In her bid to unseat Republican U.S. Rep. Chris Stewart, state Sen. Luz Robles will focus almost exclusively on registering new voters and encouraging people to vote by mail.
Her strategy is fueled by a desire to enfranchise Utahns who have become disengaged with government. It also may be her only hope of winning in Utah’s 2nd Congressional District, a sprawling, heavily Republican area that stretches from Bountiful through Salt Lake City and all the way to St. George.
The money race
April 1 to June 30
Rep. Rob Bishop, R-Utah
Cash on hand: $96,700
Donna McAleer, D
Cash on hand: $82,900
Rep. Chris Stewart, R-Utah
Cash on hand: $214,900
State Sen. Luz Robles, D-Salt Lake City
Cash on hand: $20,300
Rep. Jason Chaffetz, R-Utah
Cash on hand: $256,000
Brian Wonnacott, D
* Didn’t file a campaign-finance report
Mia Love, R
Cash on hand: $873,000
Doug Owens, D
Cash on hand: $209,700
Source: Federal Election Commission
"The only way we are going to turn Utah purple or have more balance in our elections and the government is to have more people participate," she said this week. "It is a huge challenge."
Robles, a Democrat who represents western Salt Lake City and parts of West Valley City in the Legislature, announced her congressional campaign last September. She promised to raise $1 million to wage an aggressive run against Stewart, an author and former owner of an environmental-consulting business, who is in his first term in the House.
But Robles concedes that her original goal is not realistic. She has now downshifted to a volunteer effort to boost the roles of potential Democratic voters. She missed the July 15 campaign-finance deadline, filing three days late. She raised $11,200 in the past three months, nearly half coming from developer Kem Gardner, and she had $20,300 in available funds at the beginning of this month. Since September, she has raised a total of $137,800.
Stewart, who lives in Farmington, amassed $118,200 since April and has $214,900 in available funds. He also has the major advantage of being a Republican in a district that has an 18-percentage-point tilt toward the GOP.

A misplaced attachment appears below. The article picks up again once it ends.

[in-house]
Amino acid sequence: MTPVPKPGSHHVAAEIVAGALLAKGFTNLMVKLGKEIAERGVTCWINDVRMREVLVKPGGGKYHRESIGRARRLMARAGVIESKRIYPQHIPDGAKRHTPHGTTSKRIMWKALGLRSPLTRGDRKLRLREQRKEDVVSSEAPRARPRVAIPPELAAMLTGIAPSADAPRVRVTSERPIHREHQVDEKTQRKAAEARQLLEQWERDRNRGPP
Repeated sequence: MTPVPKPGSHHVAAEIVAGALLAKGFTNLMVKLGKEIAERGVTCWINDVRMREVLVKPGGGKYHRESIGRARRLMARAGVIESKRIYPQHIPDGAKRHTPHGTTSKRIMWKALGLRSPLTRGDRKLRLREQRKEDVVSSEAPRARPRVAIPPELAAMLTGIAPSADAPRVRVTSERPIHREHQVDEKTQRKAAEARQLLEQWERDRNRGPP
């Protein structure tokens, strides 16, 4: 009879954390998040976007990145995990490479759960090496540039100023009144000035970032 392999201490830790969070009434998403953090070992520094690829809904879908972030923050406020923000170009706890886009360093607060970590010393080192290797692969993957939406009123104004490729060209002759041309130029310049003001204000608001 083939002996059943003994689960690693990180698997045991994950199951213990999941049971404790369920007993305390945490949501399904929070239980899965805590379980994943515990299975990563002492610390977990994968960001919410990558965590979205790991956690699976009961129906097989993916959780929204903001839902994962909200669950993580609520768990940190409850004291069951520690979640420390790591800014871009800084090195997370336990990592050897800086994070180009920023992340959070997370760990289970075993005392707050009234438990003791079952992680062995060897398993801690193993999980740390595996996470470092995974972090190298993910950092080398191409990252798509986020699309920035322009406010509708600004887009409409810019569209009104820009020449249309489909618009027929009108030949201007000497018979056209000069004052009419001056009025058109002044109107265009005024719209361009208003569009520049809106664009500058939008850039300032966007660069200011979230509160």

In his first race, he crushed former state Rep. Jay Seegmiller by 28 percentage points.
Robles’ campaign has gone largely dark since the start of the year. She was barred from campaigning during the 45-day legislative session that ended in March, and she said most people don’t pay attention to congressional races in the summer, particularly ones without a primary.
She relaunched her campaign last weekend when a few dozen volunteers canvassed a neighborhood for first-time voters. She promises to run a more high-profile venture in the months to come. Robles took unpaid leave from her job as a vice president of Zions Bank to dedicate herself to the campaign and plans to focus her efforts in parts of Davis, Tooele and Washington counties as she stays connected to the communities she already represents in Salt Lake County.
"This is one vote at a time, one person at a time," she said "That’s what we are going to do for the rest of the campaign — try to encourage as many people as possible to vote by mail."
She hopes it will boost Utah’s weak turnout. In 2012, a presidential election year with adopted favorite son Mitt Romney at the top of the Republican ballot, 57 percent of eligible voters participated. In 2010, which is more analogous to this election year, 33.2 percent of eligible voters went to the polls.
Stewart said he’ll pick up the campaign pace in August, when Congress goes on its regular break, and doesn’t plan to change his strategy much the second time around.
"This isn’t brain surgery," he said. "It is not like every year you reinvent the wheel."
Stewart’s goal remains the same as it did two years ago. He needs to introduce himself to a district who is not really sure who he is. Stewart’s first campaign became dwarfed by the attention focused on the 4th District contest, where Rep. Jim Matheson narrowly defeated Mia Love.
"I used to say 90 percent of the state went to vote on Election Day a year and a half ago and thought they were voting for Mia Love or Jim Matheson and they were like, ‘Who is this Chris Stewart guy?’ "
Unlike Robles, Stewart doesn’t need to change the electorate, he would just like voters to feel a connection to their representative.
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